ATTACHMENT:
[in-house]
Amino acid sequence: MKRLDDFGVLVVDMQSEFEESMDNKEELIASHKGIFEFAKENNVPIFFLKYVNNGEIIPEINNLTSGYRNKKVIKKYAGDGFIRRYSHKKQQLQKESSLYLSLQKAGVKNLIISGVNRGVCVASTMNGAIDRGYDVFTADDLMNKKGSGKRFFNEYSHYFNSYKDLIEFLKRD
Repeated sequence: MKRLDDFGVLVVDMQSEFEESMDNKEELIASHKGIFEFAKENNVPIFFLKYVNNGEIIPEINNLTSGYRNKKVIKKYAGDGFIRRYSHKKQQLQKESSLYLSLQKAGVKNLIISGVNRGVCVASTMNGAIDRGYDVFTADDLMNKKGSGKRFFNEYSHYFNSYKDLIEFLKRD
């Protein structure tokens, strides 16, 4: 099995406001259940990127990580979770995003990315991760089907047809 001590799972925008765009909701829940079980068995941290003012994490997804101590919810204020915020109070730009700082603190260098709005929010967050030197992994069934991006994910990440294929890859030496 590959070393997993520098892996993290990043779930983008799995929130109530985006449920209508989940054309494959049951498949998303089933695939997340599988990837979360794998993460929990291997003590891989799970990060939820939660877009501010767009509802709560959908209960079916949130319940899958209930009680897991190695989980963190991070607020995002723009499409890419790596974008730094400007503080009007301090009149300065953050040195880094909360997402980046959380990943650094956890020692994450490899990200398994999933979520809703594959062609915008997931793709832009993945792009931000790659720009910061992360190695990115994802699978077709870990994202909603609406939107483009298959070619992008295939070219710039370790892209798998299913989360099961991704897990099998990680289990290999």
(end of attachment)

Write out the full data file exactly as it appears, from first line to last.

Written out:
[in-house]
Amino acid sequence: MKRLDDFGVLVVDMQSEFEESMDNKEELIASHKGIFEFAKENNVPIFFLKYVNNGEIIPEINNLTSGYRNKKVIKKYAGDGFIRRYSHKKQQLQKESSLYLSLQKAGVKNLIISGVNRGVCVASTMNGAIDRGYDVFTADDLMNKKGSGKRFFNEYSHYFNSYKDLIEFLKRD
Repeated sequence: MKRLDDFGVLVVDMQSEFEESMDNKEELIASHKGIFEFAKENNVPIFFLKYVNNGEIIPEINNLTSGYRNKKVIKKYAGDGFIRRYSHKKQQLQKESSLYLSLQKAGVKNLIISGVNRGVCVASTMNGAIDRGYDVFTADDLMNKKGSGKRFFNEYSHYFNSYKDLIEFLKRD
């Protein structure tokens, strides 16, 4: 099995406001259940990127990580979770995003990315991760089907047809 001590799972925008765009909701829940079980068995941290003012994490997804101590919810204020915020109070730009700082603190260098709005929010967050030197992994069934991006994910990440294929890859030496 590959070393997993520098892996993290990043779930983008799995929130109530985006449920209508989940054309494959049951498949998303089933695939997340599988990837979360794998993460929990291997003590891989799970990060939820939660877009501010767009509802709560959908209960079916949130319940899958209930009680897991190695989980963190991070607020995002723009499409890419790596974008730094400007503080009007301090009149300065953050040195880094909360997402980046959380990943650094956890020692994450490899990200398994999933979520809703594959062609915008997931793709832009993945792009931000790659720009910061992360190695990115994802699978077709870990994202909603609406939107483009298959070619992008295939070219710039370790892209798998299913989360099961991704897990099998990680289990290999």